Offshore oil drilling will produce jobs and help the economy, some of the nation’s top oil company executives have been telling Congress in an effort to see more offshore sites opened to exploration and development.

Reporting for Associated Press, H. Josef Hebert, in the D.C. bureau, wrote that executives warned lawmakers not to be “lulled into complacency” by current oil prices, which have fallen significantly from summer 2008, but which recently have turned upwards somewhat. They urged Congress to grant access to oil and natural gas off the Atlantic and Pacific coasts.

The contentious issue, which gained traction during the presidential campaign, will continue to be a thorny one. Last October, Congress ended a ban on drilling across most federal offshore waters from New England to the Pacific Northwest.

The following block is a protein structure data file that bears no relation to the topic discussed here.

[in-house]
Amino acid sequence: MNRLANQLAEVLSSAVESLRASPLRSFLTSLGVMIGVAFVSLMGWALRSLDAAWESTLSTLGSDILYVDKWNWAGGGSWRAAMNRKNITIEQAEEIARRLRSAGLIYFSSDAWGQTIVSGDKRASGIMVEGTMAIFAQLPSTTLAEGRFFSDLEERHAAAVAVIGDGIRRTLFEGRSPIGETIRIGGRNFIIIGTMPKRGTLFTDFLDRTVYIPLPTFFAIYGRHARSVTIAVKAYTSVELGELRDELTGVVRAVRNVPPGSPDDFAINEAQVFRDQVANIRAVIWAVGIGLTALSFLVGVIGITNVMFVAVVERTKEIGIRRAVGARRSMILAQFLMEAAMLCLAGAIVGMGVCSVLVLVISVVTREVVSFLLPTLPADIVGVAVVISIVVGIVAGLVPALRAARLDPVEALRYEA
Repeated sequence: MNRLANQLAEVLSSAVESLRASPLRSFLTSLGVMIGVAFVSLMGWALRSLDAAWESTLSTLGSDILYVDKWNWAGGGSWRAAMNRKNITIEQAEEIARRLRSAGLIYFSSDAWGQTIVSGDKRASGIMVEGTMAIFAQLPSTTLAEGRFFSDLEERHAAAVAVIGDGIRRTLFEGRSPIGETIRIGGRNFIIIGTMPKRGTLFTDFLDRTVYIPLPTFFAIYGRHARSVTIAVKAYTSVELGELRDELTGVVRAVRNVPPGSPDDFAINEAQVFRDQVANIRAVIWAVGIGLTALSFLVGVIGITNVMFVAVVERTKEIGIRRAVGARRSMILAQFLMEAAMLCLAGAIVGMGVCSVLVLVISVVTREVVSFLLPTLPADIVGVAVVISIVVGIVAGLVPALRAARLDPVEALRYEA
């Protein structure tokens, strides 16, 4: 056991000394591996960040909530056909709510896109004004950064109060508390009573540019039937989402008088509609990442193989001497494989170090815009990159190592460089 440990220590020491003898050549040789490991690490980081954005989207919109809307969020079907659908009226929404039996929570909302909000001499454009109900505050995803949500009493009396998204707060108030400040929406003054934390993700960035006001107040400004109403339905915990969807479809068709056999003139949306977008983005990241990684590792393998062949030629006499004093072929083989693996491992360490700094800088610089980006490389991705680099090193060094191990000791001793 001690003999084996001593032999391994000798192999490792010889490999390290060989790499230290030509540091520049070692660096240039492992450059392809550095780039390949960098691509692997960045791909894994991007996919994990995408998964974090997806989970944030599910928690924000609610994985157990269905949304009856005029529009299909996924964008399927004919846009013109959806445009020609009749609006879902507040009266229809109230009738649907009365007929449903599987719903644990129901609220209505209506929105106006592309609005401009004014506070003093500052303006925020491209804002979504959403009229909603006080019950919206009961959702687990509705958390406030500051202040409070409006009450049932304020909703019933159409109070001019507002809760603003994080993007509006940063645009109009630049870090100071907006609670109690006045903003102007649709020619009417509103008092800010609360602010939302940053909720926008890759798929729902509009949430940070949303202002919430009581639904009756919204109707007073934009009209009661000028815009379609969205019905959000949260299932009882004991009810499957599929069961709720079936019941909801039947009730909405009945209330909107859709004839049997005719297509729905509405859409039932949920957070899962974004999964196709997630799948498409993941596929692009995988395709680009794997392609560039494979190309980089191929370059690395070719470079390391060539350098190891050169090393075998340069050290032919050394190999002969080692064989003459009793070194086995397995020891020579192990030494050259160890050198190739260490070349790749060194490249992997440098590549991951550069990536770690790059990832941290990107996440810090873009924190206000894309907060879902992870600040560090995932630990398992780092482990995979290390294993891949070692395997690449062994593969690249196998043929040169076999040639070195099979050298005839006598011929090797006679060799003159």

New leases are not a foregone conclusion, however. Interior Secretary Ken Salazar shelved an ambitious offshore drilling plan that had been left over from the Bush administration, Hebert wrote: “He said he wanted to review the entire issue of expanded offshore drilling.”

Even once new leases are granted, it would take years to develop new drilling operations and extract oil for the market, energy experts say.

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